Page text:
While there are many attractions throughout Walt Disney World® which can be considered iconic, there is one which perfectly embodies the spirit of WDW and enchants guests of all ages. “it’s a small world”® allows guests to travel around the world while sending a message of unity and togetherness sung in many different languages. While the attraction itself is enjoyable, the message portrayed is undeniably the most beautiful part.
“it’s a small world”® was originally created for the 1964-1965 New York World’s Fair and was sponsored by the United Nations Children’s Fund, or UNICEF. It featured hundreds of audio-animatronic children serenading guests with an original song bearing the same name written by the Sherman Brothers. When guests first approached the pavilion, they were greeted by the kinetic Tower of the Four Winds created by Imagineer Rolly Crump. Once the World’s Fair came to a close, the decision was made to move the immensely popular attraction to Disneyland® where it opened May 28, 1966.
The façade at Disneyland® was designed by legendary Imagineer Mary Blair. Blair was a celebrated animator and had previously worked on projects including Alice in Wonderland, Peter Pan, and The Three Caballeros. Her whimsical design mainly utilizes the color white and includes a moving clock that celebrates every fifteen minutes. “it’s a small world”® became such an instant hit in the park that it was built as an opening day attraction in Walt Disney World® on October 1, 1971.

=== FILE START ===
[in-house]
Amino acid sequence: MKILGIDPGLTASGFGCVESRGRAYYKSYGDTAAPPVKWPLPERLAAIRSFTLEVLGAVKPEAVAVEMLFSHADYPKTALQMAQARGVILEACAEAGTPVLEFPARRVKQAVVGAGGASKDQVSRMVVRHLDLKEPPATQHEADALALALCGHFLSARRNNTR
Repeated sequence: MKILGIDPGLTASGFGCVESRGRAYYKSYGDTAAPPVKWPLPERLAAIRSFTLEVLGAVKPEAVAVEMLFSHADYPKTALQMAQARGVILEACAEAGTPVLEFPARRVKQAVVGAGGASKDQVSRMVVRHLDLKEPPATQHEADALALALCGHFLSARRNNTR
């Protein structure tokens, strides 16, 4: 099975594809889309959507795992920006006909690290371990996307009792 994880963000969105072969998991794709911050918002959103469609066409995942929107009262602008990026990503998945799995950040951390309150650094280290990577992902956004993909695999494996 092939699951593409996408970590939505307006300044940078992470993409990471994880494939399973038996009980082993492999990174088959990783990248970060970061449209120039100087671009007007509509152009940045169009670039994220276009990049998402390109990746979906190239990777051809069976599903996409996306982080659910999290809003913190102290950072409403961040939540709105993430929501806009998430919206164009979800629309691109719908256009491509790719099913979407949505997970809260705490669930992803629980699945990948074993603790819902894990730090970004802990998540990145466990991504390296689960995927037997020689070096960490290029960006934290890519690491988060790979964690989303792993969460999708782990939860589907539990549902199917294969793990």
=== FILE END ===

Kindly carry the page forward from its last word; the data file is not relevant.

WDW’s version features 533 audio-animatronics, 289 of which are the iconic singing dolls (that is nearly half of the 1100 animatronics found in all of the Magic Kingdom® Park!). Those dolls were designed and costumed by Imagineer Joyce Carlson. Carlson actually created the dolls for every version of the attraction throughout the world as well as the World’s Fair. She later went on to monitor the upkeep and installation of other versions of the ride in international Disney Parks. In honor of Carlson’s hard work, she was honored with a window on Main Street in 1998 which reads “Miss Joyce – Dollmaker for the World.” A doll of her likeness can also be found hanging from underneath the Eiffel Tower on the attraction itself. Her doll was added in WDW after one honoring Mary Blair was installed scaling the Eiffel Tower in the Disneyland version.